It’s also hard to believe that there isn’t a swimsuit competition, either. Miss America did away with that in 2018.  

 

“The organization was founded in 1921 on the boardwalk in Atlantic City to extend the vacation season,” Shantel said. “So, they thought, ‘let’s have them parade around in bathing suits.’ Which was very disruptive back then (a swimsuit competition) was something you didn’t do.” 

 

“What we want to make sure people understand the Miss America candidates is that it’s not about the personal and the beauty physical component of it, we’re judging these ladies on the impacts they’ve made, their education and career and where they want to go with it.” 

 

Shantel says you should think of Miss America as a job interview that the world can see because becoming Miss America is a full-time job for the winner. It isn’t just a crown, a sash, and a bouquet of roses.  

 

“What happens if she wins the crown and the title, she gets up before the press and asked what her goals and objectives (are) and what she wants to accomplish. What’s her business plan? So, right off the bat, she’s answering tough questions,” Shantel said. “The next morning, we send her off to the major networks in New York, or wherever it may be, put her on camera the next morning on the major morning shows. From there, she goes right on the road speaking. In a non-pandemic year, she’s traveling every 48 to 72 hours in a new location. Miss America is a 365-day job. She’s totally making a difference.”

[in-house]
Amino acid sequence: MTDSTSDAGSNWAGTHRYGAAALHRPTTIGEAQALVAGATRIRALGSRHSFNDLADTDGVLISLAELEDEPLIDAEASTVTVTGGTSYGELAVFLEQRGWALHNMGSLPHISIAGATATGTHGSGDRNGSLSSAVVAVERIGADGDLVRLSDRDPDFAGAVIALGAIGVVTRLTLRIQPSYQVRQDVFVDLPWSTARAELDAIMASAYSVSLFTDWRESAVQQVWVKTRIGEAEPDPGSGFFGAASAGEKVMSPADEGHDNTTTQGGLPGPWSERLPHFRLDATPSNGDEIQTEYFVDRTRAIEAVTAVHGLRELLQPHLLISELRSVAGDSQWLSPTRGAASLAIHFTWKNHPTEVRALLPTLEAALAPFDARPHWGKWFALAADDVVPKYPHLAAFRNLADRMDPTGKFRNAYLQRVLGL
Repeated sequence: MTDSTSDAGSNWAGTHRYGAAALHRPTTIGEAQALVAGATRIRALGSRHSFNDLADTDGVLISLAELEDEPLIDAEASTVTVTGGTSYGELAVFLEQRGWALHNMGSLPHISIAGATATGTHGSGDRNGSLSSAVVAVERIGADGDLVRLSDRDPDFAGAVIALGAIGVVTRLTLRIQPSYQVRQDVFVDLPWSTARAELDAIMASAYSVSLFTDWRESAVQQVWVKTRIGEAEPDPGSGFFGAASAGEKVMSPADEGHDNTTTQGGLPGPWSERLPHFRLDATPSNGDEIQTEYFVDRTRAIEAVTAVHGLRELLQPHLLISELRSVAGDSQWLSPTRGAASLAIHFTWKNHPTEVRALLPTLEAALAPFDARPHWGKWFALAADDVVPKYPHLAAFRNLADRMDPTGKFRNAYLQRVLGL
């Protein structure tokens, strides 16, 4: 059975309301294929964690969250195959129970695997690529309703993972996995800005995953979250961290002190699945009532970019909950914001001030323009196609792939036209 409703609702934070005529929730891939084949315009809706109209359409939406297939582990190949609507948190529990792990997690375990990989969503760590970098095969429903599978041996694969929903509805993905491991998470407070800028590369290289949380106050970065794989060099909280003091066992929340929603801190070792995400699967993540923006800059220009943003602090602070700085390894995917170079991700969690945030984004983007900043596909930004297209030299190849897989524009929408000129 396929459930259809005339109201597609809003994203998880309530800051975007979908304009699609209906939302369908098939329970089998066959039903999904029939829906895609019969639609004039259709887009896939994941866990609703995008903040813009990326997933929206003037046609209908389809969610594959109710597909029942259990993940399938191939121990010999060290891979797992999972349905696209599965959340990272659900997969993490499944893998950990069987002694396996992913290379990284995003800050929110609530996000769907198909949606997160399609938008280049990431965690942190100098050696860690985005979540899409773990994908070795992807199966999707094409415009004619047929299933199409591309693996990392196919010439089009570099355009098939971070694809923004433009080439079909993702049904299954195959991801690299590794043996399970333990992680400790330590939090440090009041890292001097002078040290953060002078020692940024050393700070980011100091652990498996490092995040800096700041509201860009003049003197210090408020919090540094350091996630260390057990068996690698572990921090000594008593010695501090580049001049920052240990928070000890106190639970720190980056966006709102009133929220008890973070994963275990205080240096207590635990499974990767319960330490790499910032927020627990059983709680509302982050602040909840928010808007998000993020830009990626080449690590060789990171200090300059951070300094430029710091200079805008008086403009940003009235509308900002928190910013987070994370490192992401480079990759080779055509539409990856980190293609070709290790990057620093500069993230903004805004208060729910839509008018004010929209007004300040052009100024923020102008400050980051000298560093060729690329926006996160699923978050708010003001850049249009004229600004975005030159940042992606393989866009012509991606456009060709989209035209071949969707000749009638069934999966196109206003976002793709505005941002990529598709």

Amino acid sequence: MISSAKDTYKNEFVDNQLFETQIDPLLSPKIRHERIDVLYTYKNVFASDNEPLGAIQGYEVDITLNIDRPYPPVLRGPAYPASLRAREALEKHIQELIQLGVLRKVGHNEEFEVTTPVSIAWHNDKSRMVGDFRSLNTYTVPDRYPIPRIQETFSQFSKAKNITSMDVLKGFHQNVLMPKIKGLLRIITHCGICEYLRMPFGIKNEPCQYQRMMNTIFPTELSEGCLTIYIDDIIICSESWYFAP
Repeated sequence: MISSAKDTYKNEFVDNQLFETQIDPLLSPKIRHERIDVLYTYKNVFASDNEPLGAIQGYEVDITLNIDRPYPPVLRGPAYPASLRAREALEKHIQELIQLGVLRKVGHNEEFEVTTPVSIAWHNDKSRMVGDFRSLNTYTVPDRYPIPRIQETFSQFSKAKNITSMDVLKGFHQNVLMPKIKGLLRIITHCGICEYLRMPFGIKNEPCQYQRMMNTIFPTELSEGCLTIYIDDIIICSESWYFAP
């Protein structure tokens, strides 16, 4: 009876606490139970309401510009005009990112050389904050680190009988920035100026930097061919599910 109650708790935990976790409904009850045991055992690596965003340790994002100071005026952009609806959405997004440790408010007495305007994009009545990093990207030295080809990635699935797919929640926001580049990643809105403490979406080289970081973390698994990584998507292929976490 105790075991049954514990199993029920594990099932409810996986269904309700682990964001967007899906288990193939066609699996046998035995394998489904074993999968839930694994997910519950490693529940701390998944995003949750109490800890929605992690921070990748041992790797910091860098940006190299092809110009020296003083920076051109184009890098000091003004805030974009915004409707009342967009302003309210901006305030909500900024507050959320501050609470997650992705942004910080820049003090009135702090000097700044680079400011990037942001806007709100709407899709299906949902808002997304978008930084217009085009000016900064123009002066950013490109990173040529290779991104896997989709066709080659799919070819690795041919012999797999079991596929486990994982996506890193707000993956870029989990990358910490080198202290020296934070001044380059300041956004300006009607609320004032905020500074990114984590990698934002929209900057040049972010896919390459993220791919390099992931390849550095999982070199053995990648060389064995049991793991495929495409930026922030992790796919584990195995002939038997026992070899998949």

She continued, “Beyond that, not just focusing on Miss America, but all those 50 other state titleholders. They go back to their communities and are continuing to advocate for the cause and make a difference in their states.” 

 

While the pandemic did slow Miss America down in 2020, the pageant plans to come roaring back in 2021, just in time to celebrate its 100th Birthday. 

 

This discussion was eye-opening and opened up my understanding of the Miss America Organization and what these young women do year-round. We all could learn a lesson from these future leaders.  

 

There’s a lot more to our conversation, including talk about sponsorship and branding. Click here to hear the rest of our chat.